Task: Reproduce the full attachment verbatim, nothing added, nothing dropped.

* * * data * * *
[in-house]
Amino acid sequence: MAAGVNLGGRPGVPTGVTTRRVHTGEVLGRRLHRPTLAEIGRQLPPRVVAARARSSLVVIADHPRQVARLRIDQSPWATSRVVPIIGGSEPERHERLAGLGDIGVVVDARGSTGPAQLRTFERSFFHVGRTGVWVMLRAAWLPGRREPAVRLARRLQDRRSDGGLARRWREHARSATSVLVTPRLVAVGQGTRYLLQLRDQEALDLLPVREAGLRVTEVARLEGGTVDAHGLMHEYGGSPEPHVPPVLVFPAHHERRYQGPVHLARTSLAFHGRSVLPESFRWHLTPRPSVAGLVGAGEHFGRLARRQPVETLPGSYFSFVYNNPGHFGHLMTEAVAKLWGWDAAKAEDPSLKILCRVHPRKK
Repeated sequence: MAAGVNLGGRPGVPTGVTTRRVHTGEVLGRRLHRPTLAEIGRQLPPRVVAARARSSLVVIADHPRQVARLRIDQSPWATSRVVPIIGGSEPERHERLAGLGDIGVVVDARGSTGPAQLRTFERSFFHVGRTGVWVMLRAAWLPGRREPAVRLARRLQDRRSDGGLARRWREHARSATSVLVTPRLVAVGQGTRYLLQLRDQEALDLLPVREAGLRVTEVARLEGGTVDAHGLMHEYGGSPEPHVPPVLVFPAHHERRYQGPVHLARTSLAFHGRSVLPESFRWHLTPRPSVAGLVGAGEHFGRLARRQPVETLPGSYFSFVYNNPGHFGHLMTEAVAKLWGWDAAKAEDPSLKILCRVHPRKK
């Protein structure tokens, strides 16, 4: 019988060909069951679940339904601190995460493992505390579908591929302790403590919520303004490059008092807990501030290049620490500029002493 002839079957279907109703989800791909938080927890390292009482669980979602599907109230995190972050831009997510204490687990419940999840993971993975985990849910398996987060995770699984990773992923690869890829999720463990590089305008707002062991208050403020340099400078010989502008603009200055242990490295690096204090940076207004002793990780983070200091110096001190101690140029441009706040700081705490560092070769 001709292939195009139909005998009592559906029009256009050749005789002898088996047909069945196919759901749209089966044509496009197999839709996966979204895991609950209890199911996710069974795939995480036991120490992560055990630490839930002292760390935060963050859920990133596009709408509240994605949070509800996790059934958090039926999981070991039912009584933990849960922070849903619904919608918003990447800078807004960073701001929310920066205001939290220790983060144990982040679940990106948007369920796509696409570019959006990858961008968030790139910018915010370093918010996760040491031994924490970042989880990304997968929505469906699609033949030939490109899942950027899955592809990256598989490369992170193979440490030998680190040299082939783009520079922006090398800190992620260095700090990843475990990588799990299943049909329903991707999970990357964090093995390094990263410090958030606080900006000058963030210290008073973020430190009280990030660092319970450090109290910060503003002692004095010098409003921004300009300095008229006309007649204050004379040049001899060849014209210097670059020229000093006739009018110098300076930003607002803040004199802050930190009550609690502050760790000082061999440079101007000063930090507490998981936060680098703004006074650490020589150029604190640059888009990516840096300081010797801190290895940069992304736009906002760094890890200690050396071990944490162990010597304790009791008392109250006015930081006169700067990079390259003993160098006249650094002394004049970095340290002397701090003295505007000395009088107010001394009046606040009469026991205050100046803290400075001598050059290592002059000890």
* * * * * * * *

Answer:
[in-house]
Amino acid sequence: MAAGVNLGGRPGVPTGVTTRRVHTGEVLGRRLHRPTLAEIGRQLPPRVVAARARSSLVVIADHPRQVARLRIDQSPWATSRVVPIIGGSEPERHERLAGLGDIGVVVDARGSTGPAQLRTFERSFFHVGRTGVWVMLRAAWLPGRREPAVRLARRLQDRRSDGGLARRWREHARSATSVLVTPRLVAVGQGTRYLLQLRDQEALDLLPVREAGLRVTEVARLEGGTVDAHGLMHEYGGSPEPHVPPVLVFPAHHERRYQGPVHLARTSLAFHGRSVLPESFRWHLTPRPSVAGLVGAGEHFGRLARRQPVETLPGSYFSFVYNNPGHFGHLMTEAVAKLWGWDAAKAEDPSLKILCRVHPRKK
Repeated sequence: MAAGVNLGGRPGVPTGVTTRRVHTGEVLGRRLHRPTLAEIGRQLPPRVVAARARSSLVVIADHPRQVARLRIDQSPWATSRVVPIIGGSEPERHERLAGLGDIGVVVDARGSTGPAQLRTFERSFFHVGRTGVWVMLRAAWLPGRREPAVRLARRLQDRRSDGGLARRWREHARSATSVLVTPRLVAVGQGTRYLLQLRDQEALDLLPVREAGLRVTEVARLEGGTVDAHGLMHEYGGSPEPHVPPVLVFPAHHERRYQGPVHLARTSLAFHGRSVLPESFRWHLTPRPSVAGLVGAGEHFGRLARRQPVETLPGSYFSFVYNNPGHFGHLMTEAVAKLWGWDAAKAEDPSLKILCRVHPRKK
């Protein structure tokens, strides 16, 4: 019988060909069951679940339904601190995460493992505390579908591929302790403590919520303004490059008092807990501030290049620490500029002493 002839079957279907109703989800791909938080927890390292009482669980979602599907109230995190972050831009997510204490687990419940999840993971993975985990849910398996987060995770699984990773992923690869890829999720463990590089305008707002062991208050403020340099400078010989502008603009200055242990490295690096204090940076207004002793990780983070200091110096001190101690140029441009706040700081705490560092070769 001709292939195009139909005998009592559906029009256009050749005789002898088996047909069945196919759901749209089966044509496009197999839709996966979204895991609950209890199911996710069974795939995480036991120490992560055990630490839930002292760390935060963050859920990133596009709408509240994605949070509800996790059934958090039926999981070991039912009584933990849960922070849903619904919608918003990447800078807004960073701001929310920066205001939290220790983060144990982040679940990106948007369920796509696409570019959006990858961008968030790139910018915010370093918010996760040491031994924490970042989880990304997968929505469906699609033949030939490109899942950027899955592809990256598989490369992170193979440490030998680190040299082939783009520079922006090398800190992620260095700090990843475990990588799990299943049909329903991707999970990357964090093995390094990263410090958030606080900006000058963030210290008073973020430190009280990030660092319970450090109290910060503003002692004095010098409003921004300009300095008229006309007649204050004379040049001899060849014209210097670059020229000093006739009018110098300076930003607002803040004199802050930190009550609690502050760790000082061999440079101007000063930090507490998981936060680098703004006074650490020589150029604190640059888009990516840096300081010797801190290895940069992304736009906002760094890890200690050396071990944490162990010597304790009791008392109250006015930081006169700067990079390259003993160098006249650094002394004049970095340290002397701090003295505007000395009088107010001394009046606040009469026991205050100046803290400075001598050059290592002059000890």